'Q. But your testimony is you didn't notice any indication that children were playing there? A. No, I didn't notice any indication that children were playing there at all.'

During the course of the trial respondents introduced considerable evidence pertaining to the lack of warning and precautionary signs at the scene of the accident. In rebuttal the appellants showed by a preponderance of evidence that in the Missoula area it was neither the custom nor practice of the house building trade to barricade foundations or excavations for homes on private property.

The appellants set forth the following issues on appeal; (1) The court erred in failing to grant defendants' motion for directed verdict after plaintiffs' case in chief; (2) The court erred in failing to grant defendants' motion for a directed verdict after the close of trial; (3) The court erred in failing to grant defendants' motion for judgment notwithstanding the verdict; (4) The court erred in failing to grant defendants' motion for new trial on each of the following grounds:

a. There was insufficient evidence to justify the verdict, and it is against the law.

b. The trial court erroneously instructed the jury in regard to the attractive nuisance doctrine.

c. The court erroneously instructed the jury that they could find exemplary damages against the defendants.

d. The court erroneously instructed the jury in regard to damages to the plaintiffs arising out of the wrongful death of plaintiffs' child.

e. The court erroneously refused defendants' offered instructions nos. 7, 9, 10, 15 and 17.

f. The court erred in giving instructions nos. 17 and 18, to which the defendants objected.

g. The court erroneously admitted into evidence over defendants' objections photographs of barricades at a public roadway and commercial construction site as a standard in regard to residential construction on private property.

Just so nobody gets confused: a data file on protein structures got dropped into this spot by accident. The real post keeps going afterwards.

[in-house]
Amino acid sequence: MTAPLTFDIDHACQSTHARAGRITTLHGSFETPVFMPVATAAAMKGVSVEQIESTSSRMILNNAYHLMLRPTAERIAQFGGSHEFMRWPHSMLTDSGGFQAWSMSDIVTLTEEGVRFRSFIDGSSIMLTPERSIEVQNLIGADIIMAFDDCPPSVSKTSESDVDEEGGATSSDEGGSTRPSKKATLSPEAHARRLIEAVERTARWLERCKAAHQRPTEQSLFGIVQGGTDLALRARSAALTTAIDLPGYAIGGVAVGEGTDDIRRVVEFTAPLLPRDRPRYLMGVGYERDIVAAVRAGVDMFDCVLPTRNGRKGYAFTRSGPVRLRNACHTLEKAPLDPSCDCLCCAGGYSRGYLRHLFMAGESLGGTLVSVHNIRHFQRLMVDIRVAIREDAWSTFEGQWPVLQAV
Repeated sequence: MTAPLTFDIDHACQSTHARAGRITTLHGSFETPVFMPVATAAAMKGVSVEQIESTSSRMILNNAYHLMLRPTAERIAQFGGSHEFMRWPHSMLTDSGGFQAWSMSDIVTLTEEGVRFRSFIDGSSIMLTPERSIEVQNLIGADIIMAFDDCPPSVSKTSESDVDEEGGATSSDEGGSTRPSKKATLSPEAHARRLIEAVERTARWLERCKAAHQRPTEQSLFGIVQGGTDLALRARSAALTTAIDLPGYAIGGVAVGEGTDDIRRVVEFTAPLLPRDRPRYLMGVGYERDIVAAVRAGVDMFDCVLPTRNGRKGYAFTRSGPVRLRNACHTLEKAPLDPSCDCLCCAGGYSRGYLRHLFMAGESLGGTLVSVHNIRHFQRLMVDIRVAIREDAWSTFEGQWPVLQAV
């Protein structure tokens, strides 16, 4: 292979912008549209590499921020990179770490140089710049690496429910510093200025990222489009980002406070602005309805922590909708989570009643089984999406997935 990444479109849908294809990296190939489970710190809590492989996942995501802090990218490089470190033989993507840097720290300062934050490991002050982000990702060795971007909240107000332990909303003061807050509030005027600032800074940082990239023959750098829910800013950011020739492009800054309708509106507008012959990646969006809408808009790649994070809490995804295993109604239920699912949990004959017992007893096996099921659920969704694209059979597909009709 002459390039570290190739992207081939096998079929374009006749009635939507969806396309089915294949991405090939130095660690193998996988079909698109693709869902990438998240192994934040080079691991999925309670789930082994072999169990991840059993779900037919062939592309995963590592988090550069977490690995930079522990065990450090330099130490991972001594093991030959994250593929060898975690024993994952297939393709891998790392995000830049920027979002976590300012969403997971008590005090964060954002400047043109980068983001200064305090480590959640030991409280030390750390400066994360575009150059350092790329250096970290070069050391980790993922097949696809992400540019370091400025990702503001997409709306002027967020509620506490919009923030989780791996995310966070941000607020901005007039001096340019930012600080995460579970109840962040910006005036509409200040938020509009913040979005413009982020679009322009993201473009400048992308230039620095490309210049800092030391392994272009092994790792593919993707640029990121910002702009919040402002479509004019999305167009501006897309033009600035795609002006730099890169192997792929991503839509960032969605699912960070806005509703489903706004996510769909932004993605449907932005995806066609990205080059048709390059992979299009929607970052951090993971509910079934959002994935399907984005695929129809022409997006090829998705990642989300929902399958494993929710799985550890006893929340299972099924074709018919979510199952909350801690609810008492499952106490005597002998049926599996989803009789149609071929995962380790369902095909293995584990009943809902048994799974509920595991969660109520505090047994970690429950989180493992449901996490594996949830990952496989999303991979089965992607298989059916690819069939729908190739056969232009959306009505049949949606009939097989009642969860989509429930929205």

For our consideration and because of the disposition of this appeal we will join the issues into two principal considerations:

1. Whether or not, under the facts set forth here, the court erred in instructing the jury on the attractive nuisance doctrine.

2. Should exemplary damages have been considered in this case?

The so-called attractive nuisance doctrine is no stranger in Montana for it first appeared before this Court in the case of Driscoll v. Clark, 32 Mont. 172, 80 P. 1 (1905). As this doctrine was developed by the case law of this state this Court adopted as part of the doctrine the Restatement of Law, Torts 2d, Section 339. See Nichols v. Consolidated Dairies of Lake County, Inc., 125 Mont. 460, 239 P.2d 740. Section 339, Torts 2d, of the Restatement provides:

'Artificial Conditions Highly Dangerous to Trespassing Children.

'A possessor of land is subject to liability for physical harm to children trespassing thereon caused by an artificial condition upon the land if

'(a) the place where the condition exists is one upon which the possessor knows or has reason to know that children are likely to trespass, and

'(b) the condition is one of which the possessor knows or has reason to know and which he realizes or should realize will involve an unreasonable risk of death or serious bodily harm to such children, and

'(c) the children because of their youth do not discover the condition or realize the risk involved in intermeddling with it or in coming within the area made dangerous by it, and

'(d) the utility to the possession of maintaining the condition and the burden of eliminating the danger are slight as compared with the risk to children involved, and

'(e) the possessor fails to exercise reasonable care to eliminate the danger or otherwise to protect the children.'

With this as a guide for our consideration it is clear that for the respondents to prevail in this case it is necessary they prove by a preponderance of the evidence each and every element above set forth in the Restatement.

A. The respondents rest their case upon this Court's ruling in the case of Gilligan v. City of Butte, 118 Mont. 350, 166 P.2d 797. In that case this Court took from an Indiana case, City of Indianapolis v. Emmelman, 108 Ind. 530, 9 N.E. 155, a definition of what constitutes an artificial condition: 'Whoever * * * does anything in, or immediately adjacent to, a public street, calculated to attract children of the vicinity into danger, which they cannot appreciate, owes the duty of protecting them by suitably guarding the source of danger * * *'.

With this quote from the Indiana case we do not disagree, under the fact situation of that case, nor under the fact situation of the Gilligan case, but here we find it to be inapplicable. In the City of Indianapolis case the city excavated in the bed of a street just off from a street intersection where children played; the excavation was full of water and left unguarded, resulting in the death of a child who fell into it. In the Montana case Gilligan v. City of Butte, supra, a five year old child was...